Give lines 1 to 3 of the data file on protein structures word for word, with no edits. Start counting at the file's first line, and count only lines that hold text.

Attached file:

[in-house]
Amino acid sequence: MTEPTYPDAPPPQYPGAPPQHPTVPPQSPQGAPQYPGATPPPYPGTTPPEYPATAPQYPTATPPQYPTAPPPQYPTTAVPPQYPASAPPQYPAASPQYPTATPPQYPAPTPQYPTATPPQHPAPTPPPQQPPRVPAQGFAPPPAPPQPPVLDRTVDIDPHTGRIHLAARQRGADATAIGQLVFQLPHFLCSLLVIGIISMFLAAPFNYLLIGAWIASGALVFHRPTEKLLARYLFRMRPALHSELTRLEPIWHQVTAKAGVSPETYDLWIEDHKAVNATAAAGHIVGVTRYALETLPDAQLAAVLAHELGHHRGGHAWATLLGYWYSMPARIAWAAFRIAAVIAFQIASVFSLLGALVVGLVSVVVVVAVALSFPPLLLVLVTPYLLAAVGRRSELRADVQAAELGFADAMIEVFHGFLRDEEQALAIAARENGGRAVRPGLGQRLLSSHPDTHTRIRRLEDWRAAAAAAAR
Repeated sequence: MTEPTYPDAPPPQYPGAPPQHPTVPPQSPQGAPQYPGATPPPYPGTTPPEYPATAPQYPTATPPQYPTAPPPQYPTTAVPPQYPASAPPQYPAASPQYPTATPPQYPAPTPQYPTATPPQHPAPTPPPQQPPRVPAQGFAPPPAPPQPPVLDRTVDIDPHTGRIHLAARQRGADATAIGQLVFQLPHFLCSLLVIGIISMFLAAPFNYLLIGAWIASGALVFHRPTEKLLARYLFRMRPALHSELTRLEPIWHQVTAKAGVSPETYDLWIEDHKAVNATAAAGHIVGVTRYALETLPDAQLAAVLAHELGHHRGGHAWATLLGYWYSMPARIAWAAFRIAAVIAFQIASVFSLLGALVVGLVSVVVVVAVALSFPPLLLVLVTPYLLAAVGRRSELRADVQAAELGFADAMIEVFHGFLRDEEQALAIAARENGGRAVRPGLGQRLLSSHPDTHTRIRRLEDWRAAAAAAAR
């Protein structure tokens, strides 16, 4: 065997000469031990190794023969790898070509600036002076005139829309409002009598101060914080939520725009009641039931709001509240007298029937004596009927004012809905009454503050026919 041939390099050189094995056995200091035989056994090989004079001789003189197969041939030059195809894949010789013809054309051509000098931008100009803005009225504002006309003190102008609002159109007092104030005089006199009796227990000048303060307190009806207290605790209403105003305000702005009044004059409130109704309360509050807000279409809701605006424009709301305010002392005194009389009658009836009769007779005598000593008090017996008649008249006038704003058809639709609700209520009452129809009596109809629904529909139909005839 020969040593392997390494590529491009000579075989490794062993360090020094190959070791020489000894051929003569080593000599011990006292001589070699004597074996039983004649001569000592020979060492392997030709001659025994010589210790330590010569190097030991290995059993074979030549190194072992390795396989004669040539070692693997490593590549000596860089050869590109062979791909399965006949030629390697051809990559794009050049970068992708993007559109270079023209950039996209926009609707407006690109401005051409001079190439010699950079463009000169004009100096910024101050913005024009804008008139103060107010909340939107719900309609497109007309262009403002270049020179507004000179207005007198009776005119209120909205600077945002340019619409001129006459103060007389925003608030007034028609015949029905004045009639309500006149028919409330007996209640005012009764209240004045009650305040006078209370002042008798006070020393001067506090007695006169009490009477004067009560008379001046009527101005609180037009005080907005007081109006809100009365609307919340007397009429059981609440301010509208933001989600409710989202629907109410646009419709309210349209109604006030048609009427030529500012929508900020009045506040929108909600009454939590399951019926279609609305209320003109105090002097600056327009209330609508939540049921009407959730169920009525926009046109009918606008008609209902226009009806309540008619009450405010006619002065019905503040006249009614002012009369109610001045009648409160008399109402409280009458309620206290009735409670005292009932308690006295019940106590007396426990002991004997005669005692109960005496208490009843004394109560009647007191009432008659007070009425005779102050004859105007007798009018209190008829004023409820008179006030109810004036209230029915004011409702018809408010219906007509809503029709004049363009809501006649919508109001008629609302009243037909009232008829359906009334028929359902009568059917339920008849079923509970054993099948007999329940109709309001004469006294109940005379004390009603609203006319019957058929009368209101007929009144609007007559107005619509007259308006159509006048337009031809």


[in-house]
Amino acid sequence: MTEPTYPDAPPPQYPGAPPQHPTVPPQSPQGAPQYPGATPPPYPGTTPPEYPATAPQYPTATPPQYPTAPPPQYPTTAVPPQYPASAPPQYPAASPQYPTATPPQYPAPTPQYPTATPPQHPAPTPPPQQPPRVPAQGFAPPPAPPQPPVLDRTVDIDPHTGRIHLAARQRGADATAIGQLVFQLPHFLCSLLVIGIISMFLAAPFNYLLIGAWIASGALVFHRPTEKLLARYLFRMRPALHSELTRLEPIWHQVTAKAGVSPETYDLWIEDHKAVNATAAAGHIVGVTRYALETLPDAQLAAVLAHELGHHRGGHAWATLLGYWYSMPARIAWAAFRIAAVIAFQIASVFSLLGALVVGLVSVVVVVAVALSFPPLLLVLVTPYLLAAVGRRSELRADVQAAELGFADAMIEVFHGFLRDEEQALAIAARENGGRAVRPGLGQRLLSSHPDTHTRIRRLEDWRAAAAAAAR
Repeated sequence: MTEPTYPDAPPPQYPGAPPQHPTVPPQSPQGAPQYPGATPPPYPGTTPPEYPATAPQYPTATPPQYPTAPPPQYPTTAVPPQYPASAPPQYPAASPQYPTATPPQYPAPTPQYPTATPPQHPAPTPPPQQPPRVPAQGFAPPPAPPQPPVLDRTVDIDPHTGRIHLAARQRGADATAIGQLVFQLPHFLCSLLVIGIISMFLAAPFNYLLIGAWIASGALVFHRPTEKLLARYLFRMRPALHSELTRLEPIWHQVTAKAGVSPETYDLWIEDHKAVNATAAAGHIVGVTRYALETLPDAQLAAVLAHELGHHRGGHAWATLLGYWYSMPARIAWAAFRIAAVIAFQIASVFSLLGALVVGLVSVVVVVAVALSFPPLLLVLVTPYLLAAVGRRSELRADVQAAELGFADAMIEVFHGFLRDEEQALAIAARENGGRAVRPGLGQRLLSSHPDTHTRIRRLEDWRAAAAAAAR